7 Canadians who’ve had a big influence on America

These Canadians became major contributors to America without making music or movies


John Kenneth Galbraith (Steve Hooper/CP Photo)

Did you know that there are some Canadians (and semi-Canadians) who have had a big influence on U.S. policy? Now if they could only do the same for Canada.

1. Gordon Sinclair: The CBC commentator’s recorded speech “The Americans” sold 300,000 copies on the day it was released in the U.S. in 1973, making Nixon-era Americans feel good about themselves again.

2. David Frum: He helped create the “axis of evil” speech for George W. Bush, and now spends his time advocating for moderate conservatism in the States.

3. Charles Krauthammer: So beloved within the conservative movement that National Review reprints his Fox News interviews every morning, calling it “Krauthammer’s Take.”

4. David Brooks: He was born in Toronto but considers himself American, a perfect setup for his New York Times columns.

5. Marshall McLuhan: Was rewarded for his media philosophy with the ultimate sign of cultural respect, a cameo in a Woody Allen film.

6. Ian McAvity: His Toronto-based newsletter “Deliberations on World Markets” was quoted extensively in U.S. financial columns for years.

7. John Kenneth Galbraith: His book The Affluent Society became one of the most influential books in America in the ’50s, telling people that the country was becoming economically unequal. Good thing that’s not a problem today.

Sources: Barkerville Cariboo Sentinel; Gold Country Communities Society; Glenbow Museum; Vancouver Sun; Vancouver Province; Whitehorse Daily Star

Have you ever wondered which cities have the most bars, smokers, absentee workers and people searching for love? What about how Canada compares to the world in terms of the size of its military, the size of our houses and the number of cars we own? The answers to all those questions, and many more, can be found in the first ever Maclean’s Book of Lists.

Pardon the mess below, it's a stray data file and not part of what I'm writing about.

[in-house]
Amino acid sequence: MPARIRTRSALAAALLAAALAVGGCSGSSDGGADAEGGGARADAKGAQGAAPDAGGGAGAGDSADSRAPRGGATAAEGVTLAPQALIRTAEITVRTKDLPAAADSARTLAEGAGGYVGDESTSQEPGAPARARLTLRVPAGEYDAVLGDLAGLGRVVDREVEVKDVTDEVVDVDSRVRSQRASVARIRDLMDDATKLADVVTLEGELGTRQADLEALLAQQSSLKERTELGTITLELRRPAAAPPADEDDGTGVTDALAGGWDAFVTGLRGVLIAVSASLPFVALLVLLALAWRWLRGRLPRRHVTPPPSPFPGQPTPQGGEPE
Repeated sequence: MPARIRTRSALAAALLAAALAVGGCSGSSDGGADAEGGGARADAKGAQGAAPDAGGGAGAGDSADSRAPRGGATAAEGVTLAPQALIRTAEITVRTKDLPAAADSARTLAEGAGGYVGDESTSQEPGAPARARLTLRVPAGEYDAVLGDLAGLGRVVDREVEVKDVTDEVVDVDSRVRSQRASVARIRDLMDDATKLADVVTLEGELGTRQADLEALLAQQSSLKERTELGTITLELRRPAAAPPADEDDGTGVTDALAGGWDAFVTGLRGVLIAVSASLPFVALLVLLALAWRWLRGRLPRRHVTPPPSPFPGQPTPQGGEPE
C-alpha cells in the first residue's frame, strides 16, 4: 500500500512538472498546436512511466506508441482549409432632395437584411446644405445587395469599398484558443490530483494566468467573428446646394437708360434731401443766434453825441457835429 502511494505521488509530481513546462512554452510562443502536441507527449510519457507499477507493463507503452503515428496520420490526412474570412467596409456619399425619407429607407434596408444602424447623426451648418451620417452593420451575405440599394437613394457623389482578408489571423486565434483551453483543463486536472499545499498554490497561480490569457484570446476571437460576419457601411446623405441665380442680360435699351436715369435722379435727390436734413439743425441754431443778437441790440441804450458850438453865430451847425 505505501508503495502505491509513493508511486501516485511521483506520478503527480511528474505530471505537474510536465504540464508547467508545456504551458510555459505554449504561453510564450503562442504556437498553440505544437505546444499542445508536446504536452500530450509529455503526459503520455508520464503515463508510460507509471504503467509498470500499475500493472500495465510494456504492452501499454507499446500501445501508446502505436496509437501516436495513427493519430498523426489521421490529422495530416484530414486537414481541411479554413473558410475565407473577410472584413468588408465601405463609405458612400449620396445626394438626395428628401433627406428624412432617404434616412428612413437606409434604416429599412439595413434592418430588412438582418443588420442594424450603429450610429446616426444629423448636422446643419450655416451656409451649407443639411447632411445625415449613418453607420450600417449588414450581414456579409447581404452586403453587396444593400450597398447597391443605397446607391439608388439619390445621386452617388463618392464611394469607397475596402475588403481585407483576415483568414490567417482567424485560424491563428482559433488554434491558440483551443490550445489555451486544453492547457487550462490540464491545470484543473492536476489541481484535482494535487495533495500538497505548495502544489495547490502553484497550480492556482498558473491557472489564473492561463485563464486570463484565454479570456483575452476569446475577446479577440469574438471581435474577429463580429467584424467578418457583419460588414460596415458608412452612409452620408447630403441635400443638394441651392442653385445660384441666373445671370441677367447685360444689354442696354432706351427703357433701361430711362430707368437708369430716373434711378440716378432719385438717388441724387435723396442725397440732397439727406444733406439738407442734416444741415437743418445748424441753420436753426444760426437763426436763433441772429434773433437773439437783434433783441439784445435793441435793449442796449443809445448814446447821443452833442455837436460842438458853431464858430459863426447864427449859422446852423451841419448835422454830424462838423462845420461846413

Buy your copy of the Maclean’s Book of Lists at the newsstand or order online now.

Filed under:

7 Canadians who’ve had a big influence on America

  1. David R. Henderson is a research fellow with the Hoover Institution. He is also an associate professor of economics at the Naval Postgraduate School in Monterey, California.

    Henderson’s writing focuses on public policy. His specialty is in making economic issues and analyses clear and interesting to general audiences. Two themes emerge from his writing: (1) that the unintended consequences of government regulation and spending are usually worse than the problems they are supposed to solve and (2) that freedom and free markets work to solve people’s problems.

    David Henderson is the editor of The Concise Encyclopedia of Economics (Warner Books, 2007), a book that communicates to a general audience what and how economists think. The Wall Street Journal commented, “His brainchild is a tribute to the power of the short, declarative sentence.” The encyclopedia went through three printings and was translated into Spanish and Portuguese. It is now on the web at http://www.econlib.org/library/CEE.html.

    He coauthoredMaking Great Decisions in Business and Life (2006). Henderson’s book, The Joy of Freedom: An Economist’s Odyssey (Financial Times Prentice Hall, 2001), has been translated into Russian. Henderson also writes frequently for the Wall Street Journal and Fortune and, from 1997 to 2000, was a monthly columnist with Red Herring, an information technology magazine.

    Born and raised in Canada, Henderson earned his bachelor of science degree in mathematics from the University of Winnipeg in 1970 and his Ph.D. in economics from the University of California, Los Angeles, in 1976.

Sign in to comment.